Danny Federici

Deadeye / MusicMasters Records, 1997


REVIEW BY: Christopher Thelen


Danny Federici has nothing to prove... and everything to prove.

Having spent over a decade as the keyboardist for Bruce Springsteen's celebrated E-Street Band, there's no questioning his talent behind the ivories. Just listen to songs like "Born To Run" or "Born In The USA" and hear the voice that Federici added to those numbers.

But just as much as his background speaks for itself, Federici also has to face the challenging question: is he capable of making quality music without Springsteen? The answer lies on Flemington, his first solo album... and the answer is yes, but don't look for an E-Street repeat here.

Federici does invite two of his old bandmates to help him establish his own musical voice - Nils Lofgren contributes guitar to two tracks, and Garry Tallent to a pair as well (though both do not appear together on any track - smart move). The cast of musicians varies throughout the album, but the most common players are guitarist John DeFuria (who is underutilized in my opinion), bassist Shem Schroeck (who can lay down quite a funky groove), percussionist Charles Slone and drummer Tony Braunagel.

Federici seems content to be a voice of the band more often than a featured instrument. There are times when his piano work stands out among the performances, and his accordion work often takes the voice of a singer. But Federici isn't stupid - he realizes his bandmates are as intregal a part of the music as his keyboard work.my_heart_sings_the_harmony_web_ad_alt_250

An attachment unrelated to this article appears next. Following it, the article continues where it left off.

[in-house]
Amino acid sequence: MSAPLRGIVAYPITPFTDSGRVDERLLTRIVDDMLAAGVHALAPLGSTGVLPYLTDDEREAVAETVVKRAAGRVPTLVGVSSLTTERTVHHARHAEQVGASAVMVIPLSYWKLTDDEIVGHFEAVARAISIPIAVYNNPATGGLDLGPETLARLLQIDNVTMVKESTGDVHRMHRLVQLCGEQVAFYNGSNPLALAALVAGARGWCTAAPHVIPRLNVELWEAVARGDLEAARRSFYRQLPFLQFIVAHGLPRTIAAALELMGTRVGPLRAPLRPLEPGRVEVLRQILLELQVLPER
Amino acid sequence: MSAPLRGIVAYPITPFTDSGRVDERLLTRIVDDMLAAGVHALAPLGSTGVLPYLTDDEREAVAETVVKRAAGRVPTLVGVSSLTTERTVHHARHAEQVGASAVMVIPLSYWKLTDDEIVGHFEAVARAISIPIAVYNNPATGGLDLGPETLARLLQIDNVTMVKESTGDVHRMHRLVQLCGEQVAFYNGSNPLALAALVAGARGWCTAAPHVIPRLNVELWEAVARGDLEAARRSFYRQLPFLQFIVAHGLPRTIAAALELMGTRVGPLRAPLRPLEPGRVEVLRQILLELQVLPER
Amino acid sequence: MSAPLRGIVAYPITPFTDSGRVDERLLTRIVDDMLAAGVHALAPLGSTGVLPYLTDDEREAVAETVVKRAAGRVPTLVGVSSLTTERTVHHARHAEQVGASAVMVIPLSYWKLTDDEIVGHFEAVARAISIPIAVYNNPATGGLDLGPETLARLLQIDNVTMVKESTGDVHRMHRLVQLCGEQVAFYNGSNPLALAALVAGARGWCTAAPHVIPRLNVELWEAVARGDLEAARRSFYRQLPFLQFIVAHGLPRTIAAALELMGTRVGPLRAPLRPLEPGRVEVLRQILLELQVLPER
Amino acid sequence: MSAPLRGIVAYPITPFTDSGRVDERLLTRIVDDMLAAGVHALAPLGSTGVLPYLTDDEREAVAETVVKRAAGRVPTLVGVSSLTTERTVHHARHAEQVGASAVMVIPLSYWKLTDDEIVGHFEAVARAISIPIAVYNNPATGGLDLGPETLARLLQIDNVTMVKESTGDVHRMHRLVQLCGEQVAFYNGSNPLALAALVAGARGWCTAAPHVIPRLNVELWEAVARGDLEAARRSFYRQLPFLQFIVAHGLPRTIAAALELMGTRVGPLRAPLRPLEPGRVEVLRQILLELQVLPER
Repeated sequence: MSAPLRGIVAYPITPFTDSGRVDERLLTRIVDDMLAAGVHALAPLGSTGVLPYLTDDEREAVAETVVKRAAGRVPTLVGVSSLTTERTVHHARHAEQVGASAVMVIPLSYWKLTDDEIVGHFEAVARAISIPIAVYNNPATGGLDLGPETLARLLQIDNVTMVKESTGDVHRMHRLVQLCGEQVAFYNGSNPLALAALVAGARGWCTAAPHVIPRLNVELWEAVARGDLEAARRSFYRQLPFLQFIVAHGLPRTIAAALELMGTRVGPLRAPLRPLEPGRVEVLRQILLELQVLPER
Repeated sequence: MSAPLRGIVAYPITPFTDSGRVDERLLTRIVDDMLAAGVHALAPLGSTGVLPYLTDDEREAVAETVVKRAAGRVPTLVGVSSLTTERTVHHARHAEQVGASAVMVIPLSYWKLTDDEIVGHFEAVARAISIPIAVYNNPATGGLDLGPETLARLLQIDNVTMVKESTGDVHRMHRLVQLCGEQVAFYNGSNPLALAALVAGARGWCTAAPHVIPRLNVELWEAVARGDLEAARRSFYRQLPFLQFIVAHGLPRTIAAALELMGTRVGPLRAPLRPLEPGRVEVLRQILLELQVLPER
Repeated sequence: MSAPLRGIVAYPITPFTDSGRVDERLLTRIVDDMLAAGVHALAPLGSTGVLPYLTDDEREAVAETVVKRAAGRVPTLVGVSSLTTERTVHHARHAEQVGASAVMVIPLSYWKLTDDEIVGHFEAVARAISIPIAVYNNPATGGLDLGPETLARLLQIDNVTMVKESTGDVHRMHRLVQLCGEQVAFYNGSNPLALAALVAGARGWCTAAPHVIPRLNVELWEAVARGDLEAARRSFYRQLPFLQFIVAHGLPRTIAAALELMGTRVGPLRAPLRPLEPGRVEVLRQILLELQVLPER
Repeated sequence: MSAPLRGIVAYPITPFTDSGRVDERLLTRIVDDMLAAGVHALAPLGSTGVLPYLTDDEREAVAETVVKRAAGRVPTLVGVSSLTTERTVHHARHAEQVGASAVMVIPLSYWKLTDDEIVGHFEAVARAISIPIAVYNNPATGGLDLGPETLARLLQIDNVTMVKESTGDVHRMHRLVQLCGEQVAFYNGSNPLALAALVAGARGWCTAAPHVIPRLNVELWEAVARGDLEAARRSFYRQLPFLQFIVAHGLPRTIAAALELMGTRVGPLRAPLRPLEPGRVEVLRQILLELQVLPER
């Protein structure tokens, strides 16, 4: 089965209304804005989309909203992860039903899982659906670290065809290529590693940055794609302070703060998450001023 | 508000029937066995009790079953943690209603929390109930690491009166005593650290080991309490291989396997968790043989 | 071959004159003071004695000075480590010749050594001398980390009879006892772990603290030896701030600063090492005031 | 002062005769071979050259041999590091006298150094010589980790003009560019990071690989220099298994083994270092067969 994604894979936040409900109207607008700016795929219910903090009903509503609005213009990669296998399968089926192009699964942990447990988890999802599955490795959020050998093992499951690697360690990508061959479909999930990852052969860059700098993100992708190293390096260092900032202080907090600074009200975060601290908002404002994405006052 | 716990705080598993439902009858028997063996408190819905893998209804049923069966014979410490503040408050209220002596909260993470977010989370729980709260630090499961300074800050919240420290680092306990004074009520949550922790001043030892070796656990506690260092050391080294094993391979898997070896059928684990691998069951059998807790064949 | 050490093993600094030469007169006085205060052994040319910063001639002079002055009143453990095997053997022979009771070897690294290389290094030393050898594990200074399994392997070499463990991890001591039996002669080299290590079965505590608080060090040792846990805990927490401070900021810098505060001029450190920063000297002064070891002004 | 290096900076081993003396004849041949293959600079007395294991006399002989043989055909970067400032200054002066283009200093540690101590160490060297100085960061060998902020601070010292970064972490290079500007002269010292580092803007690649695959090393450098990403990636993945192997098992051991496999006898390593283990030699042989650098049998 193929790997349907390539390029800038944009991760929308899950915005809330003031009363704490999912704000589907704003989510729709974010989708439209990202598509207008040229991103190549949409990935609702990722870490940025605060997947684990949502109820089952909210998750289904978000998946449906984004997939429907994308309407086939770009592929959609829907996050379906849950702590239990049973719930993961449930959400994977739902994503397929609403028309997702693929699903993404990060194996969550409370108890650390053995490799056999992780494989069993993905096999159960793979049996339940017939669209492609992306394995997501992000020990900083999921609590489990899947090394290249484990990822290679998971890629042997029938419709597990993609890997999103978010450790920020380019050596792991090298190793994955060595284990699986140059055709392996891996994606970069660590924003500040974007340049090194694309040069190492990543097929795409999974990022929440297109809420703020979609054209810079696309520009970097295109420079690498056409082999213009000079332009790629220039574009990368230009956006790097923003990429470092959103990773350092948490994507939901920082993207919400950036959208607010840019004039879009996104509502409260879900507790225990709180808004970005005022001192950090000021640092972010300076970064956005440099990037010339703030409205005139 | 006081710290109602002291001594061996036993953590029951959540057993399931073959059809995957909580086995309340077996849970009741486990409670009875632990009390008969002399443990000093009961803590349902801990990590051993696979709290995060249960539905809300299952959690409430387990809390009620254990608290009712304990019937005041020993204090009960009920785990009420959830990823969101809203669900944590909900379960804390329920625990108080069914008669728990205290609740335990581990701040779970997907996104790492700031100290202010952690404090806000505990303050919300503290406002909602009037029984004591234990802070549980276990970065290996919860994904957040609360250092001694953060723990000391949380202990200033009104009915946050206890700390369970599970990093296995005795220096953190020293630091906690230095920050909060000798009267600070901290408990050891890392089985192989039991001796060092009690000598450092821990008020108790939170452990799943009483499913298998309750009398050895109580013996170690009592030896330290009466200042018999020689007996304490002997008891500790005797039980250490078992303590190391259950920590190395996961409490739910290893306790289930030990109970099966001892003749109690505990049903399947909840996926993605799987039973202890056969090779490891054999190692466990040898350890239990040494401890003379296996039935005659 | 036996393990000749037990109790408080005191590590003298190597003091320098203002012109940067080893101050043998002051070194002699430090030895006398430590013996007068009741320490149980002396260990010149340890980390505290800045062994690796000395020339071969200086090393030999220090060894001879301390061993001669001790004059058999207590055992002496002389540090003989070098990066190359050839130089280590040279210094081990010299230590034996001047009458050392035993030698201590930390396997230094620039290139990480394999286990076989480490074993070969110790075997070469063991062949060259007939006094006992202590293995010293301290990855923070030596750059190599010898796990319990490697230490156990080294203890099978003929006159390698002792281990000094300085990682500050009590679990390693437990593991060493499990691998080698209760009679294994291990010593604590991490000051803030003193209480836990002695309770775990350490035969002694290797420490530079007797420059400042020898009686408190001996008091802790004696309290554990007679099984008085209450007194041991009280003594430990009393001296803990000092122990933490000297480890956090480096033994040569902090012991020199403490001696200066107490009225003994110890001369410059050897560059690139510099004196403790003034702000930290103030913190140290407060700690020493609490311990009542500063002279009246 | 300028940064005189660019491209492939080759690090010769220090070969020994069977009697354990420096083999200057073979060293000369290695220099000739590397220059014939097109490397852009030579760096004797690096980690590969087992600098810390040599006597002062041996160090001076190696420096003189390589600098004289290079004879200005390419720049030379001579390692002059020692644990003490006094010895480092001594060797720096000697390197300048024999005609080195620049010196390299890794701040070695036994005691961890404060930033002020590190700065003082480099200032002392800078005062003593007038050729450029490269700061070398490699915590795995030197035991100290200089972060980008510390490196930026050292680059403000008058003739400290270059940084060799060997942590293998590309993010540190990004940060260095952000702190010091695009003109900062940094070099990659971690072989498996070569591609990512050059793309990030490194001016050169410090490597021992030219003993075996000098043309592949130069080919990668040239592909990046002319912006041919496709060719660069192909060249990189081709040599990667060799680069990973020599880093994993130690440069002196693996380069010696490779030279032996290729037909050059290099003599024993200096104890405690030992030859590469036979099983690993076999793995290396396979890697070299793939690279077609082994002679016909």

For a good half of the album, Federici and crew craft some fine music that borders on new-age and light pop rather than the arena-rock that made his occasional-still employer famous. The title track adds only bass (here provided by Jim Hanson) and drums to create a peppy opener to the album - and occasionally reminds me not only of his E-Street Band work, but also keyboard-driven television theme songs. (This is not necessarily a bad thing - I happened to like the theme music from "St. Elsewhere" - so there!) "Pennsylvania Avenue" also has the same magic, though here the piano line is especially highlighted - and for good reason.

There are many solid performances on Flemington. "In The Next Five Minutes" has Federici getting both funky and bluesy (is that a word?) on the piano, something I wish he had done more often. His piano's trading off with the sax work of Joe Sublett is especially interesting. "Egg Beater" is also a fun track to listen to, one that doesn't seem to last as long as the time sheet says. Also creating interesting moods are "Mr. Continental" and "My Little Cow".

But the problem with Flemington is that Federici doesn't seem to want to constantly challenge himself. While he successfully breaks out of the "Bruce" mode, he seems content to just play light jazz with not much frills, thank you very much. Because of this, by the middle of the album things tend to stagnate a bit. "A Doorman's Life," a song which is supposed to be a loving tribute to Federici's father, fails to do much for me. Likewise, "Carousel Breeze" and "Round & Round" don't connect after a while - one almost wishes that Federici would turn up the intensity on these tracks just a little.

And it's not that Flemington is a bad album; it is, in fact, better than many smooth jazz albums I've listened to over the years. But its weakness is that it fails to break new ground - maybe this was due to Federici's wanting to escape from Springsteen's shadow. Well, this has been accomplished - now what? I've listened to this disc three times just before writing this review, and still I find myself waiting for the real fireworks to begin. (Fortunately, there's a small taste of this on "Pennsylvania Avenue", but not enough to whet my appetite.)

I have no doubts that Federici will continue to thrive as a solo musician, and Flemington is a great portrait of his talents as a songwriter and keyboardist. But going for the vanilla is okay the first time around - here's hoping he'll throw a little pepper sauce into the mix the next time.

Rating: B-

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© 1998 Christopher Thelen and The Daily Vault. All rights reserved. Review or any portion may not be reproduced without written permission. Cover art is the intellectual property of Deadeye / MusicMasters Records, and is used for informational purposes only.